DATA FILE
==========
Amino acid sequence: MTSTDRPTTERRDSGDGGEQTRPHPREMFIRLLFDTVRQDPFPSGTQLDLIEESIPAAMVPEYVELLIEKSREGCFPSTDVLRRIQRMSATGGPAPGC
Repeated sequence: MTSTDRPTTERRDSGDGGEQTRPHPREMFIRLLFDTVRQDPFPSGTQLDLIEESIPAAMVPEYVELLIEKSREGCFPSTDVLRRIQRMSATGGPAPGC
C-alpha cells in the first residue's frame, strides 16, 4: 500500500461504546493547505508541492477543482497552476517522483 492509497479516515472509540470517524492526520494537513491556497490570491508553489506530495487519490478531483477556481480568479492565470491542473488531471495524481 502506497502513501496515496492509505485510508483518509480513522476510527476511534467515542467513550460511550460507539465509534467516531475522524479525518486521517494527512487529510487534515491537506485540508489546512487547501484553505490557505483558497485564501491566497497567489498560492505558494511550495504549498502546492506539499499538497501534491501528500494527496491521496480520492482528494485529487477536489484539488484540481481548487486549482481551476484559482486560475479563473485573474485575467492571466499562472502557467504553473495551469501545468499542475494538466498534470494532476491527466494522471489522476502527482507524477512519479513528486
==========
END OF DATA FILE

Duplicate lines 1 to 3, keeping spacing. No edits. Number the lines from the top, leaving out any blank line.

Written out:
Amino acid sequence: MTSTDRPTTERRDSGDGGEQTRPHPREMFIRLLFDTVRQDPFPSGTQLDLIEESIPAAMVPEYVELLIEKSREGCFPSTDVLRRIQRMSATGGPAPGC
Repeated sequence: MTSTDRPTTERRDSGDGGEQTRPHPREMFIRLLFDTVRQDPFPSGTQLDLIEESIPAAMVPEYVELLIEKSREGCFPSTDVLRRIQRMSATGGPAPGC
C-alpha cells in the first residue's frame, strides 16, 4: 500500500461504546493547505508541492477543482497552476517522483 492509497479516515472509540470517524492526520494537513491556497490570491508553489506530495487519490478531483477556481480568479492565470491542473488531471495524481 502506497502513501496515496492509505485510508483518509480513522476510527476511534467515542467513550460511550460507539465509534467516531475522524479525518486521517494527512487529510487534515491537506485540508489546512487547501484553505490557505483558497485564501491566497497567489498560492505558494511550495504549498502546492506539499499538497501534491501528500494527496491521496480520492482528494485529487477536489484539488484540481481548487486549482481551476484559482486560475479563473485573474485575467492571466499562472502557467504553473495551469501545468499542475494538466498534470494532476491527466494522471489522476502527482507524477512519479513528486